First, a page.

Whether you’re running a race or running a company, pacing is everything. Go too fast and you’ll burn yourself out—too slow and you’re left in the dust. So how can leaders find the right speed? Growth expert Alison Eyring, who is also a long-distance runner and triathlete, found the answer in endurance training.
It’s a concept she calls Intelligent Restraint. Eyring shows leaders how to evaluate their company’s and team’s current capacity for growth and identify the right capabilities and pacing strategies to increase growth steadily and sustainably. She masterfully weaves physiological and psychological research, in-depth business case studies, examples from real leaders, and practical tools with her own narrative of endurance training. The result is a revolutionary new mindset for enduring success.
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Pacing for Growth
Why Intelligent Restraint Is Key for Long-Term Success
By Alison Eyring
Berrett-Koehler Publishers, Inc.Copyright © 2017 Alison Eyring
All rights reserved.
When Restraint Is Intelligent
Driving long-term, profitable growth requires you to build capacity and capabilities as if you were an endurance athlete. When you practice Intelligent Restraint, you learn how to push yourself and others to go as far and as fast as you can, but no further.
This concept seems so straightforward when applied to your body, but it's so easy to ignore it when applied to a business.
Intelligent Restraint doesn't only mean holding back. Sometimes you have to push yourself and others to go further and faster. Getting the balance right is hard, and not achieving it can have dire consequences.
In this opening chapter, I tell three stories — each of them true — to show a range of company approaches to growth. My guess is that you may recognize yourself or your company in one of these stories.
Unchecked Growth Swallows Krispy Kreme's Potential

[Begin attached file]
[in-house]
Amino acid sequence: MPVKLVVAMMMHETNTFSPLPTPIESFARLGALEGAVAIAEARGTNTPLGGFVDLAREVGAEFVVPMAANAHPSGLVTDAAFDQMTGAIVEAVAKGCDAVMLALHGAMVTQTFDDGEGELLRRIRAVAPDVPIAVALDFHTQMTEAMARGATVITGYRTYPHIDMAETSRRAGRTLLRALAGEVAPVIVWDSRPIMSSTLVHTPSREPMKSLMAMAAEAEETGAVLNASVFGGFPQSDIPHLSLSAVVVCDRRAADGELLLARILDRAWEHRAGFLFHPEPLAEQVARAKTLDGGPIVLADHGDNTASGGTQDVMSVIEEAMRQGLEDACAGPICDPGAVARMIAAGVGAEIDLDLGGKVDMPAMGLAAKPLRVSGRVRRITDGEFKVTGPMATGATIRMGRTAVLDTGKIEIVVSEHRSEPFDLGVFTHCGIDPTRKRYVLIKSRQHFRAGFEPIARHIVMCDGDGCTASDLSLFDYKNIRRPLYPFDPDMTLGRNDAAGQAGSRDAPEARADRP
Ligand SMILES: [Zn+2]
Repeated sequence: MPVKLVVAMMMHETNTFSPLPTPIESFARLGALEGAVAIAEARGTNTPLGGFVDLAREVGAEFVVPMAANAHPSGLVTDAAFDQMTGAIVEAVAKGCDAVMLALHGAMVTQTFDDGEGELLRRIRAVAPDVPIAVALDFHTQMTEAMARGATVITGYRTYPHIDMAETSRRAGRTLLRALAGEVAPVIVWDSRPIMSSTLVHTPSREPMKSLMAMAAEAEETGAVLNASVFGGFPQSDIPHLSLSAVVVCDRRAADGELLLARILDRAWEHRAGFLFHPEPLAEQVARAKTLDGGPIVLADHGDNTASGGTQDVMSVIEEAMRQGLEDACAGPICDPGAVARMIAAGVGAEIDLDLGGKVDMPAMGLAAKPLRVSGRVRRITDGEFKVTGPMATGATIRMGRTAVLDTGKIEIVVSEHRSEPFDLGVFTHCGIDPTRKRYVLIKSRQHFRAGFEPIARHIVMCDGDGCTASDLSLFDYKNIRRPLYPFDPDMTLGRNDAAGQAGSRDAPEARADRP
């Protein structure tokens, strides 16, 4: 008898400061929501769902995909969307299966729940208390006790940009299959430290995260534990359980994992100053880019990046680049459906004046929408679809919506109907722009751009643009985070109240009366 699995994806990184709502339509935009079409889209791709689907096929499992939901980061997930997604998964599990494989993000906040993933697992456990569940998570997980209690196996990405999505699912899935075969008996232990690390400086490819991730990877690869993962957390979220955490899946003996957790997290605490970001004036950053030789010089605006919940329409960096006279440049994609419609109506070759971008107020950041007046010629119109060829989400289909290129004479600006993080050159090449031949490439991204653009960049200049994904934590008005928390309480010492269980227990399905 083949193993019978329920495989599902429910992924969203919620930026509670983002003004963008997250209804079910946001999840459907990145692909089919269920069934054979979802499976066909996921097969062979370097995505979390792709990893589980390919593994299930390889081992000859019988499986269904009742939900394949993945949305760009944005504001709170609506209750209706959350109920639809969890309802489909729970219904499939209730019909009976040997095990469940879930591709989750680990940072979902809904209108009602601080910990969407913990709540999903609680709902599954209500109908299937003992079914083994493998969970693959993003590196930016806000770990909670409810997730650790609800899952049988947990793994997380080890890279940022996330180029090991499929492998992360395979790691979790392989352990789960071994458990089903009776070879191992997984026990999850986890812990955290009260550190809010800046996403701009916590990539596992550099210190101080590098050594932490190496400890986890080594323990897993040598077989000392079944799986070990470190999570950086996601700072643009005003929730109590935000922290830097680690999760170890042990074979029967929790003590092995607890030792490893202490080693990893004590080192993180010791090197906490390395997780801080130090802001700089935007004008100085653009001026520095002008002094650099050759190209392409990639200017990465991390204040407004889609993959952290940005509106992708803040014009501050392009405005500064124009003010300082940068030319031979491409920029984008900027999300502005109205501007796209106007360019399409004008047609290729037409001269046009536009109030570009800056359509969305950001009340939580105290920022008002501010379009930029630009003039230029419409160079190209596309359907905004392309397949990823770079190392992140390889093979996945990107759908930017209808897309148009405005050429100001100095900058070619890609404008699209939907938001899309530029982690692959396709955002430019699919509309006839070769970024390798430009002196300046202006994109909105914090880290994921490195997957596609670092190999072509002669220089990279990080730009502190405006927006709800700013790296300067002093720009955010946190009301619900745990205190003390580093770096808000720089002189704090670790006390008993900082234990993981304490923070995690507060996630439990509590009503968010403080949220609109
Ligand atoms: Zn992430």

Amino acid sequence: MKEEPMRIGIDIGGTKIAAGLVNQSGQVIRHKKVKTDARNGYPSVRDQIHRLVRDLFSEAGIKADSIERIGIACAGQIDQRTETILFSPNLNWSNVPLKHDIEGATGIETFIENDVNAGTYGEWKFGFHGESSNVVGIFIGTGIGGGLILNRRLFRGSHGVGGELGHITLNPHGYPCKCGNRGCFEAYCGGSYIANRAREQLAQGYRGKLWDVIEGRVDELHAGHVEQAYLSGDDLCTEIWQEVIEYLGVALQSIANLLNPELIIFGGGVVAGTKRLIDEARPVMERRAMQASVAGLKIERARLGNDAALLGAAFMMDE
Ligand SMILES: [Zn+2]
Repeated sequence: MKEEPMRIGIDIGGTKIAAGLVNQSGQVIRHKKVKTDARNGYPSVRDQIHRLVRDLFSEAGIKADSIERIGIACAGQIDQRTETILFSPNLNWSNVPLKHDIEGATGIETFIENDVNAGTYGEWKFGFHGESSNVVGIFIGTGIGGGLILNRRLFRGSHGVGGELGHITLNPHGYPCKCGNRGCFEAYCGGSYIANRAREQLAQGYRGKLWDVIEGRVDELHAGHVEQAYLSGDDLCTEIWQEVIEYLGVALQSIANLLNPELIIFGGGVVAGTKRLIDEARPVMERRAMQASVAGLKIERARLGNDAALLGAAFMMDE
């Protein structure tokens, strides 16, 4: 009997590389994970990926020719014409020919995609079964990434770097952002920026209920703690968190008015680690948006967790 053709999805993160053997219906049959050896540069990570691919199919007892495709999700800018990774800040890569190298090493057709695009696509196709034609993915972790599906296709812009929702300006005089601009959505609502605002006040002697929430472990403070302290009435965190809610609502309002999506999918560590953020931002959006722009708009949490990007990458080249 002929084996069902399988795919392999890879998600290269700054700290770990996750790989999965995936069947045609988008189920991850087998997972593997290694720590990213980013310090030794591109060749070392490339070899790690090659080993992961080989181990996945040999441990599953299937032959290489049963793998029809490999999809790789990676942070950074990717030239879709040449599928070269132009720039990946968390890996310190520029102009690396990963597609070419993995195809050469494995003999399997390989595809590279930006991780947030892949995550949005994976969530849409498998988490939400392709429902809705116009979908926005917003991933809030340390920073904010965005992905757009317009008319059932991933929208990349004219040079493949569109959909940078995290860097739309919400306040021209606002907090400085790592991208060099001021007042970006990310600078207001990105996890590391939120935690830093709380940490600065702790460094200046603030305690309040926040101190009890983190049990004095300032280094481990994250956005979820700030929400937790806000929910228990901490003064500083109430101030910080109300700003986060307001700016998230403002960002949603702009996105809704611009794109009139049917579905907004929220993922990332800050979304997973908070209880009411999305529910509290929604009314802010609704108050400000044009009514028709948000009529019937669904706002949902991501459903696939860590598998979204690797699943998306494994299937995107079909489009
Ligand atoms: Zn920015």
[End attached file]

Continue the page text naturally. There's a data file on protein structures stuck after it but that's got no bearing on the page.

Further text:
Growing up in Knoxville, Tennessee, I liked nothing better than when my family bought a big box of mixed Krispy Kreme donuts and then argued over who got what. As far as donuts go, Krispy Kreme had then — and still has — a great product.
As a growth business, it's another story.
Founded in North Carolina in 1937, the family-owned Krispy Kreme donut chain had grown steadily, establishing itself as a stalwart feature of suburban shopping malls across the American Southeast. In the mid-1990s, company management embarked on a rapid nationwide expansion drive that included opening new stores in high-profile locations like Manhattan and Las Vegas.
As new outlets sprang up, customers lined up before dawn to buy donuts fresh out of the fryer, a trend the stores encouraged with "HOT NOW" neon signs that lit up when new batches were ready for sale. Dazzled by its new wave of success, Krispy Kreme launched an aggressive franchising effort, opening outlets as fast as it could. Gas stations, shopping malls, kiosks — basically anywhere that could sell a donut — became fair game.
In April 2000, Krispy Kreme went public. On the first day of trading, investors looking to desert the faltering dot-com bubble piled in and the KKD stock soared 76 percent. Krispy Kreme then experienced huge pressure to sustain expansion quarter after quarter, and growth quickly became the company's only story. And it seemed to be delivering. By mid-2003, Krispy Kreme stock was trading near $50, up 235 percent from its IPO price. Fortune magazine labeled the donut maker "the hottest brand in the land."